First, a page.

Mediating factors in recovery from first-episode psychosis: Seen from users' perspectives in the TIPS 3 cohort
What makes a “good outcome” from first-episode psychosis? A recovery perspective - seen from service users'/therapists' views
To improve the course and outcome in first-episode psychosis, service users, their families and support system need valid knowledge on mechanisms facilitating recovery. Today such knowledge is insufficiently described leading to suboptimal treatment. The primary aim of this study is to explore and identify key items facilitating recovery.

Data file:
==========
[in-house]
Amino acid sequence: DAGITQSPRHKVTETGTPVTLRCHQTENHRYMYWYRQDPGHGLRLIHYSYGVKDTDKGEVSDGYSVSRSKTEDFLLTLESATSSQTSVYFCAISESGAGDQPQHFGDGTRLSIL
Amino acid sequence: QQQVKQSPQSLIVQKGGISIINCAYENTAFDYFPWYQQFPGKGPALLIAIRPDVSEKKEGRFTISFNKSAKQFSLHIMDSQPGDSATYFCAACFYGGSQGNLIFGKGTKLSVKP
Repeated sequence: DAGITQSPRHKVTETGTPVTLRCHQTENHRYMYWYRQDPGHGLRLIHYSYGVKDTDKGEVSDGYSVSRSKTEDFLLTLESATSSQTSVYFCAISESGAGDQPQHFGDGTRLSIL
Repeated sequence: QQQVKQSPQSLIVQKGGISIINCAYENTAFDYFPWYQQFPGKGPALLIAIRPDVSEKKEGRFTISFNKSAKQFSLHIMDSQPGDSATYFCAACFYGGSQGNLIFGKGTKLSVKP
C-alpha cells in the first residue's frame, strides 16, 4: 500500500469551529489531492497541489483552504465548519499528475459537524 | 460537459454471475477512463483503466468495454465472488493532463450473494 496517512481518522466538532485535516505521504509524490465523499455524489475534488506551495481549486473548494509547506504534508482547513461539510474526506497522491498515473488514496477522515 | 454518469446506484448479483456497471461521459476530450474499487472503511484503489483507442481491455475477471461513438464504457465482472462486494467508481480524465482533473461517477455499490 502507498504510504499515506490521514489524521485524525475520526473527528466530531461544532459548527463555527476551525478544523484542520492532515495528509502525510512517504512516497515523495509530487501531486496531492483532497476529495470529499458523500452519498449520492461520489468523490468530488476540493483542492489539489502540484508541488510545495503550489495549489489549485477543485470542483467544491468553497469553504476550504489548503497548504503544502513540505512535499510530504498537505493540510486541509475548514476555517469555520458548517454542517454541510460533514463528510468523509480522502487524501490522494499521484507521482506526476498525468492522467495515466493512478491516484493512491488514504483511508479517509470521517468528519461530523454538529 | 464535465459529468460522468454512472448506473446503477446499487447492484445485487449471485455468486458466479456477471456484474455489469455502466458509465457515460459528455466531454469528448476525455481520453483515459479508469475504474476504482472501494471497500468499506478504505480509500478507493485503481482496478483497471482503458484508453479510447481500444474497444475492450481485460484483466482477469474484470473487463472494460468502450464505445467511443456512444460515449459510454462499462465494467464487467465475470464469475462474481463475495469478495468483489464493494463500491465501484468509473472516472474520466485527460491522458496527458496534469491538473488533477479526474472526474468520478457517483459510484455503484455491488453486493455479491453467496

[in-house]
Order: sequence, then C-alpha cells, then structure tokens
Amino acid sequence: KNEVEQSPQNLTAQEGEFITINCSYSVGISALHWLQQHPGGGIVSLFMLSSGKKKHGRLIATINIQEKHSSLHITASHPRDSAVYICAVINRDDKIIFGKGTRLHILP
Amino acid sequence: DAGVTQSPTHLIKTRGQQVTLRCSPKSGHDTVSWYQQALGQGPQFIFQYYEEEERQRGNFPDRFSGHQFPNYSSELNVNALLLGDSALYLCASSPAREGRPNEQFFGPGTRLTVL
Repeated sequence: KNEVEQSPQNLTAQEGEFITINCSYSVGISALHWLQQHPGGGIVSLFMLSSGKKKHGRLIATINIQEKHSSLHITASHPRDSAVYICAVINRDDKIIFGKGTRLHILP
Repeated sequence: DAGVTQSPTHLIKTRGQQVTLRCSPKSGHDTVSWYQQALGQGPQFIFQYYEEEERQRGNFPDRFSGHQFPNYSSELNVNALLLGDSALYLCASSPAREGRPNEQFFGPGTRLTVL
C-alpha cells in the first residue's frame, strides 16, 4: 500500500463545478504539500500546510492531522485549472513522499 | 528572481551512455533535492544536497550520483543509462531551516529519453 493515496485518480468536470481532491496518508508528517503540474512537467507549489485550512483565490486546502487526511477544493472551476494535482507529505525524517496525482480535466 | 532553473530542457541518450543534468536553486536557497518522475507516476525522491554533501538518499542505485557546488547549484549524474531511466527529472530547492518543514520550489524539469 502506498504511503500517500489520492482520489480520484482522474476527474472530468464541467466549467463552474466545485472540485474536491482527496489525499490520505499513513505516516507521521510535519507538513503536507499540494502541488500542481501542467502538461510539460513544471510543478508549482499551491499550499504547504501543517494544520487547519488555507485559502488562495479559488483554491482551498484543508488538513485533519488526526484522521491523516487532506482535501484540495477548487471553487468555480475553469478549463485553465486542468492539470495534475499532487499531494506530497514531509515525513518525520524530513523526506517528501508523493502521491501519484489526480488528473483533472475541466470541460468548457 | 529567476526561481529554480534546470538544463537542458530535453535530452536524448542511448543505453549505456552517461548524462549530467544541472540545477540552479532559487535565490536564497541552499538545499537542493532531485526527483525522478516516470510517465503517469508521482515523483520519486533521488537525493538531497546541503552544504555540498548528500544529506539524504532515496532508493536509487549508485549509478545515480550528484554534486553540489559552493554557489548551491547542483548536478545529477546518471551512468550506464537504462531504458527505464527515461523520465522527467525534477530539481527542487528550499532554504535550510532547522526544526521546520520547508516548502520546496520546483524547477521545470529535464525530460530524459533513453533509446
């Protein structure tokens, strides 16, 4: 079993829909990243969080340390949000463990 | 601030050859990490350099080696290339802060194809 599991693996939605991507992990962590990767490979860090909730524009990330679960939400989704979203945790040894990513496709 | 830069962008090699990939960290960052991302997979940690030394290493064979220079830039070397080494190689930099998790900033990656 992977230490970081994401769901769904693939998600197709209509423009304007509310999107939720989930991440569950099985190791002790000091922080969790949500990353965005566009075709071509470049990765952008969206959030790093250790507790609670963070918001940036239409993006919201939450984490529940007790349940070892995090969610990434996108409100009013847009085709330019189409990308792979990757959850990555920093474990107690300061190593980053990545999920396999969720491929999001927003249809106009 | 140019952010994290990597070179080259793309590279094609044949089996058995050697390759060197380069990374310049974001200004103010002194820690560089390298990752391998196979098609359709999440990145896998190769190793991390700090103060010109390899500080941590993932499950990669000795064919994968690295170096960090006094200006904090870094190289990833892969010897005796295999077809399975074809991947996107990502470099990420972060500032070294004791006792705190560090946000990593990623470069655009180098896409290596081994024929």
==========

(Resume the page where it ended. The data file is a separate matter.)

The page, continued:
Background: Psychotic disorders are among leading causes of the total burden of disease worldwide and cause severe human suffering. Meta-studies indicate that early detection and intervention more than doubles the chances of recovery in first-episode psychosis (FEP). However, less is known about how service users and therapists experience processes of recovery and factors facilitating such processes. In order to improve the course and outcome in first-episode psychosis (FEP), service users, their families and support system need valid and applicable evidence-based knowledge on mechanisms facilitating recovery. However, research in this field is still characterized by research designs that insufficiently identify key dimensions of such mechanisms, which probably have resulted in incomplete assessment of treatment needs and suboptimal treatment. The main challenge is to integrate user experience and perspectives, with the a-priori hypothesis driven approach which dominates the biomedical research literature. With this study, we aim to meet this challenge, providing a scientific answer to the growing need for research designs that integrates the dual perspectives and subjective experiences of both service users and therapists, thereby adding to our knowledge base on what constitutes recovery processes. To improve upon existing literature, this proposal includes user-involvement, well-defined samples, and a recognized definition of recovery, coupled with an innovative mixed-method research design. Such knowledge may lead to increased coherence between service users, families and their support system, as well as improved treatment. Primary objective: Explore and identify factors perceived by service users and therapists to facilitate recovery in first-episode psychosis. Methodology: In the frame of of user-involved research a mixed-method design following a “exploratory sequential” strategy will be used: Following a reflexive, thematic analysis approach two qualitative studies, one with recovered service users and one with therapists with experience in treating FEP will be performed to explore subjective experiences with and viewpoints on recovery processes in FEP and to inform and develop the quantitative, generalizable Delphi consensus method which will be applied to synthesize and rate recovery items derived from the qualitative studies and previous research. Using quotes derived from the qualitative studies as the basis for the quantitative methodology, we aim to preserve the “experience-near” language and user perspective in the quantitative part of the study. The project period was used to initiate the project. Planning, developing the interview guide, data collection, establishment of cooprative structures and preparing of the protocol was particularly focus during the project period. The project got PhD funding (Samarbeidsorganet).